These are chat archives for pozadi/kefir

25th
Jul 2015
Elia Schelokov
@thaumant
Jul 25 2015 20:11
This message was deleted
Elia Schelokov
@thaumant
Jul 25 2015 20:42

Hello! I was just reading #38 and #103 and got some thoughts. What if the error handling worked like in promises:

  • allowed users to throw errors inside transformers/predicates/etc,
  • caught those errors and emitted them in created observables.

This would add a much more obvious way to introduce an error. And also you could simplify the api having just a single method that converts errors to values (let's call it catch for this example):

  • .catch(err => makeVal(err)) instead of .errorsToValues(),
  • .map(val => { throw makeErr(val) }) instead of .valuesToErrors(),
  • .catch(err => throw modifyErr(err)) instead of .mapErrors(fn),
  • .map(val => { if (pred) throw err ... }) instead of .flatMap(val => { if (pred) return Kefir.constantError(err) ... })

Are there any caveats?

Roman Pominov
@rpominov
Jul 25 2015 21:12
@thaumant Yeah, I was thinking about it. But there is a caveat that it will make debugging harder. Please read this post http://jlongster.com/Stop-Trying-to-Catch-Me it describes what problem promises introduce for debugging. Another my concern is that normally I want errors in a stream to be of certain type. For instance a stream might carry server response or a error that describes what gone wrong on the server, and in the error handler I don't expect some random errors that might be thrown anywhere.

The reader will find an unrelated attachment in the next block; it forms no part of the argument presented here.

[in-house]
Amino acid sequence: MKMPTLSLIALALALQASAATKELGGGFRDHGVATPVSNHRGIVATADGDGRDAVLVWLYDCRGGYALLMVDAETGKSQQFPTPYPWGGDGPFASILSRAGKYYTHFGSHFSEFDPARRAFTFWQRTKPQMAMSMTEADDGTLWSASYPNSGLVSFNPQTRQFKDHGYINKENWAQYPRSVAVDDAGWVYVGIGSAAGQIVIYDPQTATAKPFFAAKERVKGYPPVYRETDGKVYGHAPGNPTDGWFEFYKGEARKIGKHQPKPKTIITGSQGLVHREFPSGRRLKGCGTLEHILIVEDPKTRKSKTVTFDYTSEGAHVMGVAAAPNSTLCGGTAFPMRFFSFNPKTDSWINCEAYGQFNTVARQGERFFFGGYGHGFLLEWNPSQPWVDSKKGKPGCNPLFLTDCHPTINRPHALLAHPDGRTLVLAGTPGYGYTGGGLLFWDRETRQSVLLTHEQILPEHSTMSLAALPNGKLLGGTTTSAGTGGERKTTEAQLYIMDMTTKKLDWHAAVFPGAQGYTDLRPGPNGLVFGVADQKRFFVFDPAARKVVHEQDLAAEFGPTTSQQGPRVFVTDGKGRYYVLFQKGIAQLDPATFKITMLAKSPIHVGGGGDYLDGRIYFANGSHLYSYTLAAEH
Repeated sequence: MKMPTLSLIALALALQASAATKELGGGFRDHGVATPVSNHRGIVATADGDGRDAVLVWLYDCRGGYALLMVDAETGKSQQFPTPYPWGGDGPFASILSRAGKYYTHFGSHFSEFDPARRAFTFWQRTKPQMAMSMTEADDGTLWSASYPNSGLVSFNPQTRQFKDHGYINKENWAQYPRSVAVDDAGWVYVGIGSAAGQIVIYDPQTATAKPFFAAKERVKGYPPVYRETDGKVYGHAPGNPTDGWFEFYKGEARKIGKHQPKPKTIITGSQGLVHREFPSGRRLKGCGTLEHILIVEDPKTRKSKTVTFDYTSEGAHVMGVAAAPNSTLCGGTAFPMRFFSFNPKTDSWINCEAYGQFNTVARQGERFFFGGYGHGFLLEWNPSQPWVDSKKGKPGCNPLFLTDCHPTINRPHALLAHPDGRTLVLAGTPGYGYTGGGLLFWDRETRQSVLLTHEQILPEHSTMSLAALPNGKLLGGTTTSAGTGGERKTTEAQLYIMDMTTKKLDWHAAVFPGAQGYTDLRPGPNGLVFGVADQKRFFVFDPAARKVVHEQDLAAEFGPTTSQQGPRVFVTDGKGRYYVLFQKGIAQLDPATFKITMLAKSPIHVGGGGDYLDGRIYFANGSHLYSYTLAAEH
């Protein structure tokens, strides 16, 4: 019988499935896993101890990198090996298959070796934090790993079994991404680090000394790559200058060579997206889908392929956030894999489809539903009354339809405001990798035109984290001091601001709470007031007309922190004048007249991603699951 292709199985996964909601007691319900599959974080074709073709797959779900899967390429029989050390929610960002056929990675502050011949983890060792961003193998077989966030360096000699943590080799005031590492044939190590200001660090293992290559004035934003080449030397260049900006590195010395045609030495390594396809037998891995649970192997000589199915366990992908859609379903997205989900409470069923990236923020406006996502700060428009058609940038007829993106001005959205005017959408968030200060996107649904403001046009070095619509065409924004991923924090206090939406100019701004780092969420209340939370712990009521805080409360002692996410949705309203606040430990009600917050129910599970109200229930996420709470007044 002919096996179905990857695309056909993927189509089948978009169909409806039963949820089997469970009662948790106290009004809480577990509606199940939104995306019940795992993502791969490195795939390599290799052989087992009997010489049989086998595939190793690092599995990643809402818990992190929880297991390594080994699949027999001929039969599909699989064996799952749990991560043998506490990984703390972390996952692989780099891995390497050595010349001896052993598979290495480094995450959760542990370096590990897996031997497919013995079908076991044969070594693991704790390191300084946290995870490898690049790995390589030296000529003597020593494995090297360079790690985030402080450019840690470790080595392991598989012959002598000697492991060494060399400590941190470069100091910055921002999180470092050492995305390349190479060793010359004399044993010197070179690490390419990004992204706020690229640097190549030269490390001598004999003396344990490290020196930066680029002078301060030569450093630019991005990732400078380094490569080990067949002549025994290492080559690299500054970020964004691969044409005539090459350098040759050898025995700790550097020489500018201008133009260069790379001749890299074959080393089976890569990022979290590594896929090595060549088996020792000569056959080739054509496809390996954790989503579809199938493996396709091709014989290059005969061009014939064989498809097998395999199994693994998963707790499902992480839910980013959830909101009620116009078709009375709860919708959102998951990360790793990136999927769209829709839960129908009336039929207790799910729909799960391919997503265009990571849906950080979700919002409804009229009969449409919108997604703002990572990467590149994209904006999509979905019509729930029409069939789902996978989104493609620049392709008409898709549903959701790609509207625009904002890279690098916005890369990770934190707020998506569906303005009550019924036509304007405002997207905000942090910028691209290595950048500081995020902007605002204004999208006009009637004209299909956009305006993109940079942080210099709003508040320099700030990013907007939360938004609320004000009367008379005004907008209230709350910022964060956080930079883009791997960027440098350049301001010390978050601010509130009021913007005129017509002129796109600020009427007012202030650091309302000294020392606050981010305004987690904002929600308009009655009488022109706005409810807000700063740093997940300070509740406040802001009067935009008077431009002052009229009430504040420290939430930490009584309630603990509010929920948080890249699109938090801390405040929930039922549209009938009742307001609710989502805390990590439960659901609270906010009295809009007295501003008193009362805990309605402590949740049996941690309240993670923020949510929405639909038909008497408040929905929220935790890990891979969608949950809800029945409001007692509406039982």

Roman Pominov
@rpominov
Jul 25 2015 21:23
Also you might want to take a look at RxJS and Most, they work basically as you described. I'm not 100% sure which way is better here, but I like how Kefir and Bacon work. I think it good to have choice and use what works better for you.
Elia Schelokov
@thaumant
Jul 25 2015 22:07

I've got accustomed to RxJS and Bacon, also I'm watching over Kefir since the post on habrahabr and about to start using it in production : )

So what do you usually do with the "long tail" of bugs usual in dynamic languages? Personally I prefer failing an operation (i.e. rejected promise) and watching error stacks later over restarting the whole server on uncaughtException because of some Cannot read property 'foo' of null.

Elia Schelokov
@thaumant
Jul 25 2015 22:15
Also the fact that the guy starts a post with regret for the previous one tells a lot : )
(This is not an argument but I cannot but mention it.)
Roman Pominov
@rpominov
Jul 25 2015 22:17
I mostly do client side programming, and maybe on the server side the way Rx/Most work is more reasonable indeed.
But in the browser I usually prefer error to show up in the console, and then run it again with the debugger open and get it paused on the exact spot of the error source.
Then I often want to see the current state of the variables and walk up and down the call stack to see what gone wrong.
Promises usually ruin that workflow completely :smile: